The Districts Dime

How Will DC Shelter Families This Winter?

October 31st, 2014 |

Tomorrow marks the official beginning of hypothermia season, and an increase in family homelessness is expected, but the District has yet to release details of how it will meet the legal obligation to shelter families during cold weather months. Last year, insufficient planning and a large increase in homelessness led the District to place some families in recreation centers, yet preliminary court decisions stopped this practice because of its risks to children. And just this week, the DC Council gave preliminary approval to legislation clarifying that homeless families must be sheltered in private rooms.9-5-14-winter-plan-blog-f1

This means that other options are needed. There are three key issues that need to be addressed soon to avoid the crisis of last year: securing needed overflow shelter capacity, addressing a shortfall in homeless services funding, and improving services that move families from shelter.

Shelter Capacity:  The Interagency Council on Homelessness (ICH) predicted in its Winter Plan that shelter capacity would not be sufficient to get through the winter. Yet the District has not developed and shared how it will meet overflow needs, such as using motels or suitable DC properties. The Department of Human Services reported at a Council hearing this week that it was in contract negotiations for additional capacity but offered no details such as the number or location of this capacity.

Addressing the Funding Shortfall: The ICH also recognized that the homeless services budget was inadequate to pay for needed overflow shelter, and the Chief Financial Officer recently confirmed an $11 million shortfall in the family shelter budget.[1] This is partly because this year, the District does not have access to some sources of federal funds that were used last year. Identifying resources soon to fill that gap will make it possible provide appropriate services efficiently and effectively.

Read DCFPI’s testimony on the Winter Plan here.

To print a copy of today’s blog click here.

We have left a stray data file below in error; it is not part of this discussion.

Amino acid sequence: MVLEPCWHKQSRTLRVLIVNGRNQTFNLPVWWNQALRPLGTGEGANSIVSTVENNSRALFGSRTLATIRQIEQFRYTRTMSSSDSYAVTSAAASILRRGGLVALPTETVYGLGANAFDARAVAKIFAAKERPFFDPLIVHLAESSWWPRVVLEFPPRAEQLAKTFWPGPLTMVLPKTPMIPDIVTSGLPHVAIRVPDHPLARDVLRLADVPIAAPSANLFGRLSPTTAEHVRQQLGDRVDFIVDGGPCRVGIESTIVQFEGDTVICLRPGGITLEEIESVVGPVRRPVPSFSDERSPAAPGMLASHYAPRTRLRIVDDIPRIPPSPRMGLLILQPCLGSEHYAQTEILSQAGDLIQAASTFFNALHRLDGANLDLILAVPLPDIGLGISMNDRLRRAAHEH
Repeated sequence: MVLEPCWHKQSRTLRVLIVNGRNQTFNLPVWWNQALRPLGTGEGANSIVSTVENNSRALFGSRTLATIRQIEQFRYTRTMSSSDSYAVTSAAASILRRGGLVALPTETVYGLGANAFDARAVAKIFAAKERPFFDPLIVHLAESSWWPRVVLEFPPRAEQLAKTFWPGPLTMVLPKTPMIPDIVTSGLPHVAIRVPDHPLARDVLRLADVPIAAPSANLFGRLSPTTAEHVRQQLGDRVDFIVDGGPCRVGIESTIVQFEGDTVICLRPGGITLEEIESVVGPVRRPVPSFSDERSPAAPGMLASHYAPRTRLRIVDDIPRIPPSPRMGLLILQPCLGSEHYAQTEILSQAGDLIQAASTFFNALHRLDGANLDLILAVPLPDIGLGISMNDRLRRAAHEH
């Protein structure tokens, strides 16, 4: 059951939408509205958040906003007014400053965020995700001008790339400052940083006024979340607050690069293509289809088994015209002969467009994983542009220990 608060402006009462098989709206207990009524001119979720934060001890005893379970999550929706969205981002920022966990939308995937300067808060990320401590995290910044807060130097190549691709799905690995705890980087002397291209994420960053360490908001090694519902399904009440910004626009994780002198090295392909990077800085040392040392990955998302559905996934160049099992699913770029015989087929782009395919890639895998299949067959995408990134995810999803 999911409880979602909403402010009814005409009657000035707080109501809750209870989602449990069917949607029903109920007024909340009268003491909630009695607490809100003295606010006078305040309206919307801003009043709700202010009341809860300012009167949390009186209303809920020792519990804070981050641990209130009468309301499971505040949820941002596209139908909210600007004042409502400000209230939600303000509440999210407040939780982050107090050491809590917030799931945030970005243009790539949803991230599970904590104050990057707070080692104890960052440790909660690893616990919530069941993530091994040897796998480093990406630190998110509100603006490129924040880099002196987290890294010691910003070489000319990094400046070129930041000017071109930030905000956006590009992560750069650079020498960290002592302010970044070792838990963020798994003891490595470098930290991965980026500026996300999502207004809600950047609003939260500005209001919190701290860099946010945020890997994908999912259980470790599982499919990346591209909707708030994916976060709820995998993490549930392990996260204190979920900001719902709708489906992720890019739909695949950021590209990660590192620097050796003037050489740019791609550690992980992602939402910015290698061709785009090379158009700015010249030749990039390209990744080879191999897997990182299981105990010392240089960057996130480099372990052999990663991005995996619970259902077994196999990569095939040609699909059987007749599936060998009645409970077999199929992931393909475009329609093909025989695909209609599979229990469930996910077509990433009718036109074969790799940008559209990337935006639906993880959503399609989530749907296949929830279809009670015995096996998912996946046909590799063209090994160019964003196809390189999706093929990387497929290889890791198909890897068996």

[1] Fiscal Impact Statement – Dignity for Homeless Families Amendment Act of 2014. October 15, 2014.





[1] Fiscal Impact Statement – Dignity for Homeless Families Amendment Act of 2014. October 15, 2014.

Leave a reply to this post

Community Recommendations to Improve Access to The Healthcare Alliance Program

October 30th, 2014 | by Wes Rivers

The District’s Healthcare Alliance programs help low-income immigrant residents get needed health care, but many residents struggle to access their Alliance benefits simply due to burdensome eligibility procedures. That’s why DCFPI and other advocates sent a letter to the city’s health care leadership in support of needed changes to make the program more accessible. 10-10-14 Alliance

The District adopted a stringent requirement in 2011 that all Alliance participants recertify their eligibility every six months through an in-person interview at a service center. Since then, enrollment has dropped sharply (see Figure 1), and new data from the Department of Health Care Finance suggest that the six-month interview requirement created a barrier to getting services.

This is not surprising. Workers with limited access to child care and full-time work find it difficult to complete the frequent interview requirement. Beyond that, many families are forced to make multiple trips because of a lack of language assistance, long lines, and delays in staff processing information.  

In September, three major changes to improve the Alliance program were identified at a meeting between DC’s Department of Health Care Finance and community organizations. Our letter supports these actions:

Change the face-to-face interview to an annual interview.  An annual recertification period will help Alliance members who must take time off of work to do the interview. It will also help program staff by lessening the number of clients they have to see and improving their ability to assist individual cases.

Allow community health workers to assist with parts of the recertification. If Alliance beneficiaries can complete their recertification with community health workers, the applications will have fewer problems, be processed faster, reducing the need for residents to make multiple trips. These workers already have strong relationships with the Alliance community, and can help alleviate language and cultural barriers in the application process.

Allow Alliance participants to apply online. DC has a new online public benefits system for Medicaid that uses many existing databases to verify identity and residency. Yet the Alliance program still uses a paper application. Fully incorporating the Alliance into the electronic application process would mean that many beneficiaries would never need to visit a service center in person.

 The District takes pride in the fact that almost every resident has access to health coverage and services. The recommended changes to the Alliance program would ensure that residents not only have access to health care, but can keep their coverage. We hope the Department of Health Care Finance and the DC Council will approve these changes and continue their commitment toward health care for all.